How would you like to only mow your grass once a month? With low-maintenance grass, it’s possible to mow and water less frequently, without sacrificing the fullness and greenness of your lawn. There are a number of new low-maintenance turf grasses currently on the market, including quality varieties like Kentucky bluegrass and UC Verde Buffalo Grass. Replacing your conventional grass with these eco-friendly, drought-tolerant alternatives can help save you both time and money, while benefiting the environment. Here’s a look at why you need low-maintenance grass.
Pros of Low-Maintenance Grass
Low-maintenance turf is made up of a variety of hardy, slow-growing grass species. These species generally require less mowing, watering and fertilizing than conventional turf, making the lawn’s upkeep minimal. Some new varieties of low-maintenance grass require mowing just once a month. This not only saves you time, but it can also save you money if you pay someone else to mow your lawn.
Low-maintenance grass also requires less water than conventional species. This means a drastic cut in your water bill and time saved watering your lawn. In areas prone to drought, such as California, Nevada, and Oregon, installing low-maintenance grass can also help conserve water. The periodic water the lawn does require can be easily collected in rain barrels, which collects and stores rainwater runoff from your roof.
Many people believe that low-maintenance grass is browner and sparser due to the lack of water and care it requires. However, newer varieties are able to maintain fullness and greenness, even when left unwatered and unmowed for weeks. The resistant grass is actually able to remain lush and green year-round. The secret to newer varieties of low-maintenance grass is its thinner blades and long, non-invasive roots.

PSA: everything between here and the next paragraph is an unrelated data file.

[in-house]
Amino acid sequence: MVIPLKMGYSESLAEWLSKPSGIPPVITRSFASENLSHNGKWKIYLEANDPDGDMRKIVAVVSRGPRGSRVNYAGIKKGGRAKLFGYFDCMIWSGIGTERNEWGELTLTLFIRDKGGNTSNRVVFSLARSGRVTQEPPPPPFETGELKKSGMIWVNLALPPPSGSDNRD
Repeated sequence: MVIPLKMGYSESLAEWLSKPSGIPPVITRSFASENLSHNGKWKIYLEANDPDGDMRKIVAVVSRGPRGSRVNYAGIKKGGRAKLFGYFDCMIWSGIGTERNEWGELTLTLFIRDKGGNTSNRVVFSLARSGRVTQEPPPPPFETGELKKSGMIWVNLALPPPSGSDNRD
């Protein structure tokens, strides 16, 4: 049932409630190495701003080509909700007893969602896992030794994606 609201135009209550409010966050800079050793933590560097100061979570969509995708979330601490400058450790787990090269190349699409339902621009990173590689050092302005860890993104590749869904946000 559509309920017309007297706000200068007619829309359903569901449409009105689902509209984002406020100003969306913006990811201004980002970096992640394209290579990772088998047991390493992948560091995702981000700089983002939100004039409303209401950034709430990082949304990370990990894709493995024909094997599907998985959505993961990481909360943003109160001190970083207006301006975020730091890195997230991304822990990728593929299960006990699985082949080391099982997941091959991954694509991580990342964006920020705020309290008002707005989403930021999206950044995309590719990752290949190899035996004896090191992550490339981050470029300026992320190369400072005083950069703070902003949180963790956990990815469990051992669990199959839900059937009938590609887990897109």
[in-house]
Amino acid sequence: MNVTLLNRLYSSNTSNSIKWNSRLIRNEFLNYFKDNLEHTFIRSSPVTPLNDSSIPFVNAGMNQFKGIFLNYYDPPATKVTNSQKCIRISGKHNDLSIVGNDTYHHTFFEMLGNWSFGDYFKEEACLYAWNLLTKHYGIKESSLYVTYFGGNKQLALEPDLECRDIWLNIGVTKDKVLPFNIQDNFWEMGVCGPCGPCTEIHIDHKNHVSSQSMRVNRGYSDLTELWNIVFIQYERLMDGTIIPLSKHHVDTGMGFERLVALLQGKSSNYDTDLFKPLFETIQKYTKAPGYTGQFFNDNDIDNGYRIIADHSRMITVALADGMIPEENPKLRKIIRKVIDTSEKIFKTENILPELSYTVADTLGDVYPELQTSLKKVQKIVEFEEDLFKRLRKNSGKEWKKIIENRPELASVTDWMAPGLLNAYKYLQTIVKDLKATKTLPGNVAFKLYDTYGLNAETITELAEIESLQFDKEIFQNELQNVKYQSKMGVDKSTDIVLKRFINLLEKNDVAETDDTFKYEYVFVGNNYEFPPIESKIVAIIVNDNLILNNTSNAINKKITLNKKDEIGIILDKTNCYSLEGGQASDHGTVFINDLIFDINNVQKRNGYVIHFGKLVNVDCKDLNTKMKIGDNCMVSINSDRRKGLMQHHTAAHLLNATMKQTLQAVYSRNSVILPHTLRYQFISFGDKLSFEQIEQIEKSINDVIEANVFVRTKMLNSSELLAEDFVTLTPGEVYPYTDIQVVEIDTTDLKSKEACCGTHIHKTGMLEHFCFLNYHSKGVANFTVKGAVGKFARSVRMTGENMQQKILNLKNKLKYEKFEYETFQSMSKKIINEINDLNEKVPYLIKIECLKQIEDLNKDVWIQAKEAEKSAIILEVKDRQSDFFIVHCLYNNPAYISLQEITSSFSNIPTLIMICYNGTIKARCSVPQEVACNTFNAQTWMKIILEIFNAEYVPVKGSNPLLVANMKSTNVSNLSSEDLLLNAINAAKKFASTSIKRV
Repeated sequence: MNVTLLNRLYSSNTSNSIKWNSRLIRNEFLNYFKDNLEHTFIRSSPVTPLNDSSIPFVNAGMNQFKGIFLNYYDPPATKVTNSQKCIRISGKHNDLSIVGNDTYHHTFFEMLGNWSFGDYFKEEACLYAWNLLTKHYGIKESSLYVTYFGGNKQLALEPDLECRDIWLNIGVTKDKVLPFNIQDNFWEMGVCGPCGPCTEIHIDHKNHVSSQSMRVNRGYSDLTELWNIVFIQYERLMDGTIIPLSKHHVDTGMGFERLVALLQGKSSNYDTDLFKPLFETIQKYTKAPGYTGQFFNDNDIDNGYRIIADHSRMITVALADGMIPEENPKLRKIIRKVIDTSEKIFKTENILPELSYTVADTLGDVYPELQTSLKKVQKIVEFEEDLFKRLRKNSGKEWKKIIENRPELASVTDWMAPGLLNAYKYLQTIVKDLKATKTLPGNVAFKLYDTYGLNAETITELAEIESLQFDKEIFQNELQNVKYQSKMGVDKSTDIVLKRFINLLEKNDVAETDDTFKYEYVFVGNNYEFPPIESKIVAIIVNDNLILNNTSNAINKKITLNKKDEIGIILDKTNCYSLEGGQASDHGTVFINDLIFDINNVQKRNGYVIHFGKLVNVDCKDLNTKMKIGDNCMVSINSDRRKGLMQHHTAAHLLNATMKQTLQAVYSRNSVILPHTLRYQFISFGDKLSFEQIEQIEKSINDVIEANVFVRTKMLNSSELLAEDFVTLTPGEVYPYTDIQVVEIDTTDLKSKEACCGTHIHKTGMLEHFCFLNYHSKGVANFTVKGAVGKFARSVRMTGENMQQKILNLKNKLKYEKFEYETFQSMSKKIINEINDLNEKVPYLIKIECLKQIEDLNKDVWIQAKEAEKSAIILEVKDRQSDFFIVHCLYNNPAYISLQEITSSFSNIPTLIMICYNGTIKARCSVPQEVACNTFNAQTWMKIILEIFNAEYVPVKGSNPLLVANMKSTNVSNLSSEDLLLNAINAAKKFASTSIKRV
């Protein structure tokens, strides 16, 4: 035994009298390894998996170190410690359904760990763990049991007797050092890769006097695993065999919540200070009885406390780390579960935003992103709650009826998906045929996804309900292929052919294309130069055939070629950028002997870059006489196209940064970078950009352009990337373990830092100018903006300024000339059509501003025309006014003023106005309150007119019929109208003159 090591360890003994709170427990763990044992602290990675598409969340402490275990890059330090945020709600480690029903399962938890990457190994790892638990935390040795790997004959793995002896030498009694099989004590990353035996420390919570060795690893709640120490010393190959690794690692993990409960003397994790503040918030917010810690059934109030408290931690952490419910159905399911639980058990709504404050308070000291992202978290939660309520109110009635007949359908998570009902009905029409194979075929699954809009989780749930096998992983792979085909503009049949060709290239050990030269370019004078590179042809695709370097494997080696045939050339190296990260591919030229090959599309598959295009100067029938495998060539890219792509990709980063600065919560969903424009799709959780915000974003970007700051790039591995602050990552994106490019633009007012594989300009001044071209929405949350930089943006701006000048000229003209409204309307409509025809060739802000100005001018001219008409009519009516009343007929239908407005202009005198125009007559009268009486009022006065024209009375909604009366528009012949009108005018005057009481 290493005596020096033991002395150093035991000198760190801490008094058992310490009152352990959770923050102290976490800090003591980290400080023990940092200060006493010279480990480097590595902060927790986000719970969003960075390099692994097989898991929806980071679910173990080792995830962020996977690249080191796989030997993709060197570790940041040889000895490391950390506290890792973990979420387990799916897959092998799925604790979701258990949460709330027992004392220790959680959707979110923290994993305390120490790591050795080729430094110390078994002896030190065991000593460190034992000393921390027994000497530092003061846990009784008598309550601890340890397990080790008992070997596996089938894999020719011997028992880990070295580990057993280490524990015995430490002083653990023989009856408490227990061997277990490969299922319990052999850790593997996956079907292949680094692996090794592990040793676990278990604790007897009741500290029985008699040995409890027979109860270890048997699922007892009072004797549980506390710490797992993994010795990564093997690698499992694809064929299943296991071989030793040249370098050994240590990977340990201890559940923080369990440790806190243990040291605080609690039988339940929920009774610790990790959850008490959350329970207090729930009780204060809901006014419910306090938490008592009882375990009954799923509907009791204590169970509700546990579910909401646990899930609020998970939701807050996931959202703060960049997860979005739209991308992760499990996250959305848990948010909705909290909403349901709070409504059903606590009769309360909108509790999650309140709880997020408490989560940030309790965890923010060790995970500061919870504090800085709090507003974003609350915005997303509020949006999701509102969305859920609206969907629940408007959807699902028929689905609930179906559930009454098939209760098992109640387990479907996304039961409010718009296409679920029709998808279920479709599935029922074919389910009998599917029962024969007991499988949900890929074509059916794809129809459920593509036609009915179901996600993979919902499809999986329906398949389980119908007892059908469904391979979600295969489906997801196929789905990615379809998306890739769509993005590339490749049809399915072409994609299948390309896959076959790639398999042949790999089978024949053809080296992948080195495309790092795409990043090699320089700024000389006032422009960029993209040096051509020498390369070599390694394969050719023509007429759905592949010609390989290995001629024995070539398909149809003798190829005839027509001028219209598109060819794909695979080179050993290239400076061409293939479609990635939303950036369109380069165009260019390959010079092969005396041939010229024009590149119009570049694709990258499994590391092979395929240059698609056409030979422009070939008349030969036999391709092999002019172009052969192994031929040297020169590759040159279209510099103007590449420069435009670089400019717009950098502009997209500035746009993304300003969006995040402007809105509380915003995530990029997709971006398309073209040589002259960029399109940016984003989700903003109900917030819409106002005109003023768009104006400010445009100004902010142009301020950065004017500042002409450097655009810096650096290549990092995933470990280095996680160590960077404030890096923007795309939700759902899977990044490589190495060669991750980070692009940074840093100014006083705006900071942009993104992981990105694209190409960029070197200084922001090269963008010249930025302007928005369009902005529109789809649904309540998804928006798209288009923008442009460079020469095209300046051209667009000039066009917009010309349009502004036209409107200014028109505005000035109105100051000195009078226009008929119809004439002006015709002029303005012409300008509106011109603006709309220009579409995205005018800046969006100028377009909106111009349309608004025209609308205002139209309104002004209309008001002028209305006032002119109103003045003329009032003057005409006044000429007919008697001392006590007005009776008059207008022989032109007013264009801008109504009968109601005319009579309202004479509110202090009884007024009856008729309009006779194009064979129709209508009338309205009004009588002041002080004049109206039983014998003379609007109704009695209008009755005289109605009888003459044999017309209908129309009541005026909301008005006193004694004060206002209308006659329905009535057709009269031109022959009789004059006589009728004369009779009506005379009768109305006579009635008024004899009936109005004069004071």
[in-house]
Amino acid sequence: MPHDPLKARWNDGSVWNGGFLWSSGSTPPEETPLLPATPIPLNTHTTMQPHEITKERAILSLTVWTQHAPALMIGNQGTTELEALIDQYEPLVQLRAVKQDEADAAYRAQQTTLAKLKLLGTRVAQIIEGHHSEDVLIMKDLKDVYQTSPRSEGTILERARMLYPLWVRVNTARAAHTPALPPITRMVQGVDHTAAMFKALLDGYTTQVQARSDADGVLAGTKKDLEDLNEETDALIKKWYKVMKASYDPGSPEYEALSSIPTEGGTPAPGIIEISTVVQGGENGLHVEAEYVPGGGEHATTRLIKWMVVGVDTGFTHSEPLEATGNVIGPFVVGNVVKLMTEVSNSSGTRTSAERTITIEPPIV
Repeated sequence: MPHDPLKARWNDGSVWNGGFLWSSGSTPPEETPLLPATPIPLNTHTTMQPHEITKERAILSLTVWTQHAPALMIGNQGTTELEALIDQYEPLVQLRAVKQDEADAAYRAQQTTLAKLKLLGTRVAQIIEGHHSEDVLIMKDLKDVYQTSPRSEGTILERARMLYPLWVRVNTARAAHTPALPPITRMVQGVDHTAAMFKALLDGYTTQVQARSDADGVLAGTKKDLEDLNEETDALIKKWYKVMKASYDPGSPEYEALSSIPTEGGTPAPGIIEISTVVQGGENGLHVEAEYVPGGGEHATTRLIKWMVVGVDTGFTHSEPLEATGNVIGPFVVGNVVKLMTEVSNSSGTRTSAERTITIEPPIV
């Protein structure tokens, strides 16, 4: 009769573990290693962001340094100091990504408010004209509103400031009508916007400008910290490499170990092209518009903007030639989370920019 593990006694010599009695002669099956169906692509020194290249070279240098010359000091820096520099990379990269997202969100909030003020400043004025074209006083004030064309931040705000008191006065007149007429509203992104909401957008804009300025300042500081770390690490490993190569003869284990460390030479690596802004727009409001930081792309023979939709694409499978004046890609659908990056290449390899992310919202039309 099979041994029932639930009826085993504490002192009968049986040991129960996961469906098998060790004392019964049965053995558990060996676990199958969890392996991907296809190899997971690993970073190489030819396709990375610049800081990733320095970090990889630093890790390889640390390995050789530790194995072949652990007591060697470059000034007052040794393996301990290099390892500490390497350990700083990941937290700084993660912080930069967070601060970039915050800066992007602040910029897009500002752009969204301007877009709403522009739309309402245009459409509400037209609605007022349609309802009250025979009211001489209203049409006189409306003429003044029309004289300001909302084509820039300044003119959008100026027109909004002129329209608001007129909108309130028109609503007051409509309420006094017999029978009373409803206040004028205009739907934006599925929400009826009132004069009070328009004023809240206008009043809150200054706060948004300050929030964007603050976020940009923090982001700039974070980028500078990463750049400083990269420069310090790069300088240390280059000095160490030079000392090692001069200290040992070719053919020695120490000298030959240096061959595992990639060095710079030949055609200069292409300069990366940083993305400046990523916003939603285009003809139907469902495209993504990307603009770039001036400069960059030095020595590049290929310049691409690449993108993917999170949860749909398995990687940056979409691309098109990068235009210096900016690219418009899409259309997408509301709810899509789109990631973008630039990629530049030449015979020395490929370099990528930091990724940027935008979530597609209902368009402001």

Cons of Low-Maintenance Grass
While there are numerous benefits to using low-maintenance grass, there are also some downfalls. Some species require reseeding every year or every few years, which can be time-consuming. In addition, low-maintenance turf can also cost more initially, requiring a large upfront investment, especially if you have a large yard. If you are not familiar with turf installation, you may also need to hire a professional to do the job.
It’s also important to remember that not all grasses thrive in different environments. What’s native to one region may be invasive in another. Choosing the best turf grass for your geographic location will depend on several factors, such as how much sun your lawn receives. The best options for southern lawns are buffalo grass, Bermuda grass, and zoysia, while Kentucky bluegrass, tall fescue, and perennial ryegrass are ideal for northern lawns.
What to Do with Lawn Clippings
During those once-a-month mowings, don’t discard your lawn clippings. Setup a compost bin to recycle grass clippings or reuse the clippings on your lawn as mulch. Lawn clippings are made up of mostly water and decompose quickly. As the grass clippings decompose back into the soil, they release nutrients back into lawn, which improves lawn quality and encourages natural soil aeration.